It’s National Sewing Month!

Wonder if I can sew an article every day of this month, in honor of National Sewing Month?

Today is already the 4th, so I’m a little behind…but hey! 💡 I did mend 2 pairs of pants in the last couple of days…that counts as sewing, doesn’t it?

And I noticed on Pinterest that Jalie pinned one of my recent projects, their skirtini, on their Customer Creations board!

I decided to start with something super-easy, the fleece blanket. This remnant piece of fleece is an Irish four-leaf clover motif with Celtic sort-of knot designs, in several shades of green, and white. Didn’t care about the size of the remnant, what it is, is what it is. It’s going to be one of those throws you curl up in to watch TV on the couch at night in the dead of winter.

rounding edge

Using a soda can to round the edges of the blanket

I had an abundance of fleece binding in the stash. A long time ago I bought a bulk package of Wright’s bindings on ebay and ended up with a lot of 3-yard packs of forest green. Years have gone by and I never found an opportunity to bind anything with this dark, dusty forest green fleece binding–until now. Sorry to say that I have enough of this dark green to bind a blanket the size of a football field, probably, but at least this project will whittle down some of the old stash!

Wright's fleece binding

dark green fleece binding

I discovered a very old, unused spool of dark-green thread in the stash, and started off making a bobbin.

bobbin winding

Winding a bobbin of forest-green thread

Open up the folded binding and sew it to the edge of the fleece (right side of binding is together with wrong side of fleece, and you’re sewing on top of the wrong side of the binding), using the first fold to the left of your machine’s needle as a sewing guide. You could save yourself some seam ripping later by NOT sewing down the first half-inch or so of the binding. When you get to the point when you have to add more binding, fold over the side edge and finger-press it under, then add the next piece on top of the one you’ve been sewing, so the rough edge is folded under. It would probably be ok to leave the edge unfolded. It doesn’t seem to want to fray much. But it might after washing a lot, and it looks a bit more finished folded under.

fold binding edge under

fold edge under and finger-press, using thumbnail is good

fleece binding

Add next piece for continuous binding

As you’ve probably already sewn the beginning edge down due to not paying attention to what I wrote above, you may have to get the seam ripper or scissors and remove about a half-inch of the thread where you started sewing the binding to the edge, and fold it under.

Once you’ve sewn one edge of the binding all around the perimeter of the blanket, fold it over to the other side and then sew it down. You will be stitching on the right side of the fleece binding, through the fleece and the other right side of the binding on the bottom.

IMG_2345

That would have probably taken about an hour, if I hadn’t had a dentist’s appointment in the middle of the project. Super easy!

I’ve gotten some comments about how difficult some people find sewing to be. Some people are just a natural at sewing, some (like me) are, unfortunately, a klutz. It makes all the difference if you have a good teacher, and if you don’t succumb to discouragement. You can probably google any specific sewing problem and find a tutorial that will help you SUCCEED!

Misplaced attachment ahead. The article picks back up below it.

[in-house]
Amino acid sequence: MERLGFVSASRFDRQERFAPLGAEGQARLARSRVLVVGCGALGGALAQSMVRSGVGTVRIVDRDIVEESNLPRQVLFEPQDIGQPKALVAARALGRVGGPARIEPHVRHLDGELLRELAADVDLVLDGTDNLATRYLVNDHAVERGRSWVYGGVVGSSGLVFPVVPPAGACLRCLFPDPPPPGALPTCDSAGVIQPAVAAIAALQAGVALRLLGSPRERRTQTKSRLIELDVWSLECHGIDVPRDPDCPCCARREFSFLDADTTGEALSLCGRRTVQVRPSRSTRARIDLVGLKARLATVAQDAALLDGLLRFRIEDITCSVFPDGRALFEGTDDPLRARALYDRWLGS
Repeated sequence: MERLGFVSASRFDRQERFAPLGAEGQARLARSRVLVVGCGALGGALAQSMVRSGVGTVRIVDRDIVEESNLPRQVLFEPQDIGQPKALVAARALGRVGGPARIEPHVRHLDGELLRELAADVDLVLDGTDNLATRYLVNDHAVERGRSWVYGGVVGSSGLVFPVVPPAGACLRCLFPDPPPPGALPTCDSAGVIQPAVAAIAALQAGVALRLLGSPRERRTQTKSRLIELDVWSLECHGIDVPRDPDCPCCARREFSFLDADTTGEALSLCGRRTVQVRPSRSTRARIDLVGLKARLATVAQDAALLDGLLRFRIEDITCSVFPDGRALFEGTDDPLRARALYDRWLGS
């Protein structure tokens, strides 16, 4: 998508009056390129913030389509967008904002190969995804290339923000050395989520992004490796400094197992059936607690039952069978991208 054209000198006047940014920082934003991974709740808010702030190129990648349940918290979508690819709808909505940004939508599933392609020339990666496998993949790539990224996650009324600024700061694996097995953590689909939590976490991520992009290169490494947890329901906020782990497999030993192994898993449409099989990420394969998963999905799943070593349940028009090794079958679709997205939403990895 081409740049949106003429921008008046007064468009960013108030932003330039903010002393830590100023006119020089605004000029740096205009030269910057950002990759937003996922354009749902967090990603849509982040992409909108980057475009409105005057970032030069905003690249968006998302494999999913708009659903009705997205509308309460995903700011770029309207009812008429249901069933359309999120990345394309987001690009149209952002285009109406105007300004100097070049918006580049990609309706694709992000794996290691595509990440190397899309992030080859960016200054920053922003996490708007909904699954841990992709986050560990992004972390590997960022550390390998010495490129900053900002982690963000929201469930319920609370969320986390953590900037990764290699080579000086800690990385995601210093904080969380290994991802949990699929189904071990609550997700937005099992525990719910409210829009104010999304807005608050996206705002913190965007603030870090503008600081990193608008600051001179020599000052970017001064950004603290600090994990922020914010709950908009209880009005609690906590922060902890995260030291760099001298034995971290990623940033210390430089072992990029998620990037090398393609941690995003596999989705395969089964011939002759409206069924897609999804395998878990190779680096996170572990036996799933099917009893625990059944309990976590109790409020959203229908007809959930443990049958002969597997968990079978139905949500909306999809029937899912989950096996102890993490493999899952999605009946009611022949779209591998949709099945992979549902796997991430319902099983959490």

Pretty Clothes for 18″ dolls from Remnants

Spring break snuck up on me this year, owing to the fact that the state of Florida schedules neighboring counties very different weeks of spring vacation. Not sure what their aim is by that: in the county where I live, spring break is next month. In the neighboring county, it started—yikes!—last Monday.

I had vague plans to have the girls up for spring break, especially after seeing this inspiring blog post from Dream…Quilt…Create by Cynthia Horst. I found a web site that offers 6 sets of patterns for wardrobes for 18″ dolls—free! One drawback is that each pattern set may take up 60 or more sheets of 8 x 10 paper and loads of costly printer ink, so nothing as cool as this is truly free, am I right? The patterns have 1990’s copyrights, and they are a bit complex for most little girls to be able to sew on their own (unless they happen to be apprenticed to a dressmaker). I downloaded Samantha’s Pretty Clothes, which includes a party dress, a pinafore and dress, a plaid cape, a fur hat and muff, a pair of gaiters, a nightgown, and a set of tucked and beribboned underthings. Samantha’s wardrobe is noted as circa 1904.

A girl and her doll, with Samantha nightgown

A girl with her doll and Samantha's party dress

The girls chose their own remnants for these projects, and they did some of the initial sewing and preparation. But, as luck would have it, the sewing machine started acting up and I had to work it over and show it who’s boss. By then, the girls were off playing drums and piano, planning a concert for our poor unsuspecting ears. But they checked back with me on and off to see what was going on back in the mini-garment industry slum that is my sewing room.

I also downloaded Molly’s Pretty Clothes, a wardrobe from 1944, according to the introduction sheet. This collection includes patterns for a plaid jumper with a white blouse, a rain slicker and hat, a beret, a pair of pajamas, a pinafore trimmed in rick-rack, a bag, and underthings. We made the jumper but alas, it was a bit too tight to close. My fault completely: I think one of the pattern pieces was inadvertently cut short.

Molly plaid jumper

The girl who requested the jumper sweetly told me, “I think it might fit one of my other dolls!” But I told her I will make her another one that fits!

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